Tag Archives: streets

When it arrives in Los Angeles, Space Shuttle Endeavour, will slowly ‘commute’ through the city

Another epic journey for the retirement of a space shuttle. This one is Endeavour and it is destined for Los Angeles. It will arrive at the airport, LAX, on September 20, where it will be moved through heart of the city to the California Science Center.

This will be the first time a spacecraft has been moved through a city and it should be quite a spectacle.

Moving the shuttle — which measures 57 feet tall at the tip of the tail and has a wingspan of 78 feet — will be no easy task. Trees will be pruned back or taken out. Power lines will be raised. Traffic signals will be removed.

At its top speed, the transporters carrying the shuttle will travel about 2 mph along the city streets.

full storySpace shuttle Endeavour to make 12-mile trek on L.A. streets

 

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Why Amsterdam, Copenhagen are bike friendly cities

“The bicycle was regarded, more than most places in the world — as ‘good for society,’” he writes in an email. “After the bicycle boom in the late 1800s, many cycling clubs merged and then many of them merged again, morphing into cyclist ‘unions’, with political goals. What happened in most countries in the early 20th century was that sports cycling organizations were formed to further cycling as sport…. Not so in Denmark and the Netherlands. The cyclist unions — meaning organizations for promoting cycling as transport, etc. — stayed strong and separate and they gained political influence.”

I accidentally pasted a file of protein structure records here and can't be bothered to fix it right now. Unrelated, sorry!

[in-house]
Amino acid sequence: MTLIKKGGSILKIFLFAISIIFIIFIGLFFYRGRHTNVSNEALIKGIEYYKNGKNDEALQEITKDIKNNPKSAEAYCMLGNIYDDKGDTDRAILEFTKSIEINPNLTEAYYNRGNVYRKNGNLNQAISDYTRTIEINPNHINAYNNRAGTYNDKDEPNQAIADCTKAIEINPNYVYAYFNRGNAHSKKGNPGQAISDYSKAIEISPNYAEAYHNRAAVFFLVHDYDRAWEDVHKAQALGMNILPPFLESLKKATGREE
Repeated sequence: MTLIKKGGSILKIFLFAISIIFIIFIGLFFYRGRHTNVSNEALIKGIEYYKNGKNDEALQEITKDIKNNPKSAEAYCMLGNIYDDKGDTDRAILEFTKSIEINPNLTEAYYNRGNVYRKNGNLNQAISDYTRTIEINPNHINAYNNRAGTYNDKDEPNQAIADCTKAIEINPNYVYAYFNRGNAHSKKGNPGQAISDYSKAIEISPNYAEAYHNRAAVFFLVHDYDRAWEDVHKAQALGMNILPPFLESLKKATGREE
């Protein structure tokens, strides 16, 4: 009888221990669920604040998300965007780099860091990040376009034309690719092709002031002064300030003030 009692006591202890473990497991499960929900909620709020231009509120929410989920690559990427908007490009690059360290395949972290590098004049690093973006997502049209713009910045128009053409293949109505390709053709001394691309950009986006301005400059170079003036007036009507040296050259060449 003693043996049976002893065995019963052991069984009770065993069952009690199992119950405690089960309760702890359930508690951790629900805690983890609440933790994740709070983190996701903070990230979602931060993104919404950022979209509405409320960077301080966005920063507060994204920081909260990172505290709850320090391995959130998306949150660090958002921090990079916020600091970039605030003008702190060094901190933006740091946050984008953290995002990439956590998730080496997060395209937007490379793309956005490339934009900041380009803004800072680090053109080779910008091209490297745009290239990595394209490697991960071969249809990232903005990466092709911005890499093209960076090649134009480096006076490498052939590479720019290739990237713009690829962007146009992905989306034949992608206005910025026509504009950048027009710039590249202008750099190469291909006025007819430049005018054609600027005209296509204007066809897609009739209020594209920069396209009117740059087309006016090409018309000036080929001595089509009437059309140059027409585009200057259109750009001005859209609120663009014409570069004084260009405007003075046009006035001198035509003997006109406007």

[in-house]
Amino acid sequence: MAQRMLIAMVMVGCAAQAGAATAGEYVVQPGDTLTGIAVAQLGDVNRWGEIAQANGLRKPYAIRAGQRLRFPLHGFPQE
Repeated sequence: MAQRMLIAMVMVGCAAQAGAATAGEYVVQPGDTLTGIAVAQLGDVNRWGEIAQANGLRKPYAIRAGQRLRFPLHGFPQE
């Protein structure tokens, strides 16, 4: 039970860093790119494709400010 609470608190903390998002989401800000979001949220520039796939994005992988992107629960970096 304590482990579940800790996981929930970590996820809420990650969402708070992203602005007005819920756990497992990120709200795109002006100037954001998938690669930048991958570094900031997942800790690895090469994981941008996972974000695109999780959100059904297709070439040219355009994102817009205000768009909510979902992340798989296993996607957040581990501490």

Still, that didn’t stop planners from ripping out cycle tracks and starting to design streets for cars as Europe modernized in the wake of World War II. By the early 1960s, much of the cycling infrastructure that had existed in the pre-war era was gone, and the percentage of the population using bicycles for transportation fell to an all-time low of 10 percent.

Then history intervened. “The energy crisis in 1973 hit Denmark hard. Very hard,” writes Colville-Andersen. “Car-free Sundays were introduced in order to save fuel. Every second streetlight was turned off in order to save energy. A groundswell of public discontent started to form. People wanted to be able to ride their bicycles again — safely. Protests took place…. The energy crisis faded, but then returned in 1979. More protests. One form of protest/awareness was painting white crosses on the asphalt where cyclists had been killed. This time, things happened. We started to rebuild our cycle track network in the early 1980s. Fatalities and injuries started falling. The network was expanded.

learn more about bikes in each city, and a video, atThe Atlantic Cities

 

// Photo – Moyan_brenn